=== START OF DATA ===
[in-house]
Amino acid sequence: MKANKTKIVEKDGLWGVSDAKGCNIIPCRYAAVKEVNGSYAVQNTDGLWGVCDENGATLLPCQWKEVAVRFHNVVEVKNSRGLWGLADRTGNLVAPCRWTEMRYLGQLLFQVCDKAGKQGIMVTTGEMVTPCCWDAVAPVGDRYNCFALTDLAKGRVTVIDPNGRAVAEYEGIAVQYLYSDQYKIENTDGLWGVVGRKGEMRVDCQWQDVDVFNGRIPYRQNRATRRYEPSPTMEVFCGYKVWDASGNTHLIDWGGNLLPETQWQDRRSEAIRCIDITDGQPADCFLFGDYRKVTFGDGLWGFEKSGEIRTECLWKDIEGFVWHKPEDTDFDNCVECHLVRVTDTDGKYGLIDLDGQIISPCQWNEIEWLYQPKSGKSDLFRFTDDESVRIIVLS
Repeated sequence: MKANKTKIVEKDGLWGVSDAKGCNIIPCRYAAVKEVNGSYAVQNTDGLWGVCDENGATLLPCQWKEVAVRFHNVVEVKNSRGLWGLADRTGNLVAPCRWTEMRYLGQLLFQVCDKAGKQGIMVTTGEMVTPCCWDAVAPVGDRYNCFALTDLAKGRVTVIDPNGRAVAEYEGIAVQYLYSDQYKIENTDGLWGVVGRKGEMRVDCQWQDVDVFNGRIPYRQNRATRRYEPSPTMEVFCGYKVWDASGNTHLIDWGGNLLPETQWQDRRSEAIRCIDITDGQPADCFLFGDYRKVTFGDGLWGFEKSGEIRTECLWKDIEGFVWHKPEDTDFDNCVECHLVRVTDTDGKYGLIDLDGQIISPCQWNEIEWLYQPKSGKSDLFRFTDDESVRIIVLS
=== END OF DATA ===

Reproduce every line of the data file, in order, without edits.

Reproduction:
[in-house]
Amino acid sequence: MKANKTKIVEKDGLWGVSDAKGCNIIPCRYAAVKEVNGSYAVQNTDGLWGVCDENGATLLPCQWKEVAVRFHNVVEVKNSRGLWGLADRTGNLVAPCRWTEMRYLGQLLFQVCDKAGKQGIMVTTGEMVTPCCWDAVAPVGDRYNCFALTDLAKGRVTVIDPNGRAVAEYEGIAVQYLYSDQYKIENTDGLWGVVGRKGEMRVDCQWQDVDVFNGRIPYRQNRATRRYEPSPTMEVFCGYKVWDASGNTHLIDWGGNLLPETQWQDRRSEAIRCIDITDGQPADCFLFGDYRKVTFGDGLWGFEKSGEIRTECLWKDIEGFVWHKPEDTDFDNCVECHLVRVTDTDGKYGLIDLDGQIISPCQWNEIEWLYQPKSGKSDLFRFTDDESVRIIVLS
Repeated sequence: MKANKTKIVEKDGLWGVSDAKGCNIIPCRYAAVKEVNGSYAVQNTDGLWGVCDENGATLLPCQWKEVAVRFHNVVEVKNSRGLWGLADRTGNLVAPCRWTEMRYLGQLLFQVCDKAGKQGIMVTTGEMVTPCCWDAVAPVGDRYNCFALTDLAKGRVTVIDPNGRAVAEYEGIAVQYLYSDQYKIENTDGLWGVVGRKGEMRVDCQWQDVDVFNGRIPYRQNRATRRYEPSPTMEVFCGYKVWDASGNTHLIDWGGNLLPETQWQDRRSEAIRCIDITDGQPADCFLFGDYRKVTFGDGLWGFEKSGEIRTECLWKDIEGFVWHKPEDTDFDNCVECHLVRVTDTDGKYGLIDLDGQIISPCQWNEIEWLYQPKSGKSDLFRFTDDESVRIIVLS